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Investigations of microwave stimulation of turbulent flames with implications to gas turbine combustors

Fureby, C.; Hurtig, T.; Zettervall, N. LU ; Ehn, A. LU ; Petersson, P. LU ; Li, Zhongshan LU ; Nilsson, E. J.K. LU ; Larfeldt, J. LU and Aldén, M. LU (2017) 55th AIAA Aerospace Sciences Meeting In AIAA SciTech Forum - 55th AIAA Aerospace Sciences Meeting
Abstract

Efficient and clean production of electrical energy and mechanical (shaft) energy for use in industrial and domestic applications, surface- and ground transportation and aero-propulsion is currently of significant general concern. Fossil fuels are mainly used for transportation and aero-propulsion, but also for power generation. Combustion of fossil fuels typically give rise to undesired emissions such as unburned hydrocarbons, carbon dioxide, carbon monoxide, soot and nitrogen oxides. The most widespread approach to minimize these is to apply various lean-burn technologies, and sometimes also dilute the fuel with hydrogen. Although efficient in reducing emissions, lean-burn often results in combustion instabilities and igniteon issues,... (More)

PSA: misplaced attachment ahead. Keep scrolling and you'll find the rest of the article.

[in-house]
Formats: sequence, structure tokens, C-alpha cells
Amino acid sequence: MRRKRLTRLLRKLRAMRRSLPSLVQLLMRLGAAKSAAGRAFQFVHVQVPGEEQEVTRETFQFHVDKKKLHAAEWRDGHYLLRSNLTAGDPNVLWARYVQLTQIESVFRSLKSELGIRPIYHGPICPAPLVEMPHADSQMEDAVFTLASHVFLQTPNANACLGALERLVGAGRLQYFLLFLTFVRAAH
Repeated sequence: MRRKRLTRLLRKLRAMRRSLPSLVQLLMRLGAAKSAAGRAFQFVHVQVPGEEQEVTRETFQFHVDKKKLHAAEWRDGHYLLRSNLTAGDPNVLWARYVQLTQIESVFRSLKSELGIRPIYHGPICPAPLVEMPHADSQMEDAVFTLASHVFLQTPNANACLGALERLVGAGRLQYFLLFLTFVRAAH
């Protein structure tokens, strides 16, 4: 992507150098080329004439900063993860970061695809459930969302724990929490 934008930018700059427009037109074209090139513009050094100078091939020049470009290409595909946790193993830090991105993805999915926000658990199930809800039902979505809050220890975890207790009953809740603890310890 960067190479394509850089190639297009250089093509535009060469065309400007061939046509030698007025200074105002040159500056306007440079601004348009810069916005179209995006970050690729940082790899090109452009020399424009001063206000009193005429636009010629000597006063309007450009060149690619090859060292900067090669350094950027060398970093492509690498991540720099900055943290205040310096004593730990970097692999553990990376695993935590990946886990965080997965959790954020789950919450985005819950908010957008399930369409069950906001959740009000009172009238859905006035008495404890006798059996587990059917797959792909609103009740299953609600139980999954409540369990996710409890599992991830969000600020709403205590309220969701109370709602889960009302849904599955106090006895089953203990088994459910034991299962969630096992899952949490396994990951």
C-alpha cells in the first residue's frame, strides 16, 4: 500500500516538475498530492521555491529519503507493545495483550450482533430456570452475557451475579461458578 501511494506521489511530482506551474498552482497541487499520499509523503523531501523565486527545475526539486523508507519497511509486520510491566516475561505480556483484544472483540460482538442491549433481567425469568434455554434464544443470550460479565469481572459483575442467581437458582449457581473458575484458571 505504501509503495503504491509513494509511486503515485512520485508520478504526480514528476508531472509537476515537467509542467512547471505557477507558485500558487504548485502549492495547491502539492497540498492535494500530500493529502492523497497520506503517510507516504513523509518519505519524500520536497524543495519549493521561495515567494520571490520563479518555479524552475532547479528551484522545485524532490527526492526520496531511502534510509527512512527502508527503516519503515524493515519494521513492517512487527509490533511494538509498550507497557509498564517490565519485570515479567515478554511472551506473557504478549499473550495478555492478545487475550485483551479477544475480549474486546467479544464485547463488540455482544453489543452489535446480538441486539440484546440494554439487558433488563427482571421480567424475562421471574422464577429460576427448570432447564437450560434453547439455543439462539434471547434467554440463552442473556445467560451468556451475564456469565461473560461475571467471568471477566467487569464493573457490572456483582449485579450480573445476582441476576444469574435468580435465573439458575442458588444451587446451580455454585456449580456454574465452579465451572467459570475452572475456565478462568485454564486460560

Efficient and clean production of electrical energy and mechanical (shaft) energy for use in industrial and domestic applications, surface- and ground transportation and aero-propulsion is currently of significant general concern. Fossil fuels are mainly used for transportation and aero-propulsion, but also for power generation. Combustion of fossil fuels typically give rise to undesired emissions such as unburned hydrocarbons, carbon dioxide, carbon monoxide, soot and nitrogen oxides. The most widespread approach to minimize these is to apply various lean-burn technologies, and sometimes also dilute the fuel with hydrogen. Although efficient in reducing emissions, lean-burn often results in combustion instabilities and igniteon issues, and thus become challenging itself. Another desired aspect of today’s engines is to increase the fuel flexibility. One possible technique that may be useful for circumventing these issues is plasma-assisted combustion, i.e. to supply a small amount of electric energy to the flame to stimulate the chemical kinetics. Although not new, this approach has not yet been fully explored, partly because of it’s complexity, and partly because of apparent sufficiency. Recently, however, several research studies of this area have emerged. This paper attempts to provide a brief summary of microwave-assisted combustion, in which microwaves are utilized to supply the electrical energy to the flame, and to demonstrate that this method is useful to enhance flame stabilization, delay lean blow-off, and to increase combustion efficiency. The main effect of microwaves (or electrical energy) is to enhance the chemical kinetics, resulting in increased reactivity and laminar and turbulent flame speeds. Here we will demonstrate that this will improve the performance of gas turbine combustors.